Empty seats at empty stadiums

Why so much focus on the pace of play? The narrative throughout this decade is that the longer baseball games drag on, the less patient audiences — particularly younger fans — will get.

Average attendance for MLB games has fallen for three years running, and while there could be several reasons for the dip, last year’s average of 28,659 was the lowest mark in 15 seasons.

So far, 2019 is continuing in the wrong direction. Through Tuesday, 23 of baseball’s 30 franchises are averaging fewer fans per game than they had last year, according to data from Baseball Reference.

The Nationals are among that crew. Their average of 27,660 fans per game ranks 15th in the majors, but represents an 11.43% drop from a year ago. It could be due to a confluence of factors, but among them is the disappointing product on the field. Washington’s 19-29 record through Tuesday places it among company like the Detroit Tigers and San Francisco Giants — teams who were expected to be in “rebuilding mode” this year — despite the Nationals having the fourth-highest projected payroll in the majors.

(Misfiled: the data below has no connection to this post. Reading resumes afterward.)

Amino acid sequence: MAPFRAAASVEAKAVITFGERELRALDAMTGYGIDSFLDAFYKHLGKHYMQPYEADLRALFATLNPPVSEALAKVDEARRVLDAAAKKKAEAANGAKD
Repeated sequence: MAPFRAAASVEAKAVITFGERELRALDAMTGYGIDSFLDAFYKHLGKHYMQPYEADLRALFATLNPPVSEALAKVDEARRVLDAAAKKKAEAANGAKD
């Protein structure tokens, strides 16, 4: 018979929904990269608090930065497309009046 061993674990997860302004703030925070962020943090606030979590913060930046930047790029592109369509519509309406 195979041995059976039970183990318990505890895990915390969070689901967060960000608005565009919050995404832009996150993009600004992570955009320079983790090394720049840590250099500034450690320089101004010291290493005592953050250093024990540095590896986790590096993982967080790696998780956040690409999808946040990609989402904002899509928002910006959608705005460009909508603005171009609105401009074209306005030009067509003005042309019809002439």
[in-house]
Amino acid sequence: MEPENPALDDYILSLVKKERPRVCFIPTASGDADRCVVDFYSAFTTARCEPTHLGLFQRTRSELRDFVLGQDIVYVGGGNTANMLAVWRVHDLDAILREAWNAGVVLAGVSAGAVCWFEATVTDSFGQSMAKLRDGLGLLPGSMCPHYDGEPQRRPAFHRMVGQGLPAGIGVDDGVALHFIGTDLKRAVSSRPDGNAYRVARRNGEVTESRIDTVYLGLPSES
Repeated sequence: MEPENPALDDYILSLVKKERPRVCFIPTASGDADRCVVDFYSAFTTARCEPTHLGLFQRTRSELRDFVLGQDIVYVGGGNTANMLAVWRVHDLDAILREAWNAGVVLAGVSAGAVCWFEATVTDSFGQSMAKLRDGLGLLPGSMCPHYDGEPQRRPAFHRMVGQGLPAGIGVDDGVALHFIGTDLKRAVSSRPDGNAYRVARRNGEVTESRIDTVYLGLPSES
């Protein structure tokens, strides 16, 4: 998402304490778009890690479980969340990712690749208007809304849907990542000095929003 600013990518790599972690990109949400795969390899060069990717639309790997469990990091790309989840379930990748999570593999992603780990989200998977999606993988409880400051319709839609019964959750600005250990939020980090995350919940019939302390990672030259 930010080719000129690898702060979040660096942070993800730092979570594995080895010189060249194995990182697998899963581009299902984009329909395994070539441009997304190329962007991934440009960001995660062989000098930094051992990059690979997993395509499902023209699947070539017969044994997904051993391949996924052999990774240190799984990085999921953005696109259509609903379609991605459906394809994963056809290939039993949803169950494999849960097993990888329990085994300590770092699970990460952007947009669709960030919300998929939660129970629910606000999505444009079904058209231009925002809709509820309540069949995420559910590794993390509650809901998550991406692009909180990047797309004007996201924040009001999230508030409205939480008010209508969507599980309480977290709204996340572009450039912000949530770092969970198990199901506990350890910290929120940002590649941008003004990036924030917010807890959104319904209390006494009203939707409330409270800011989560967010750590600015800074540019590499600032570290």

Speaking of payroll, it’s no coincidence that the Philadelphia Phillies are the greatest exception to the trend this year. The club sold thousands of season tickets right after signing Harper, the former Nationals superstar, and their average attendance is up about 35% from a year ago.

Whether it’s fielding a competitive team or picking up the pace of games, it all ties back to making sure fans are in the seats. During spring training this year, Mr. Manfred expressed to reporters how important the new changes were to the sport.

“We’re thinking we can make small changes in what is still the greatest game in the world,” Mr. Manfred said, “in order to make our entertainment product more competitive.”

A matter of when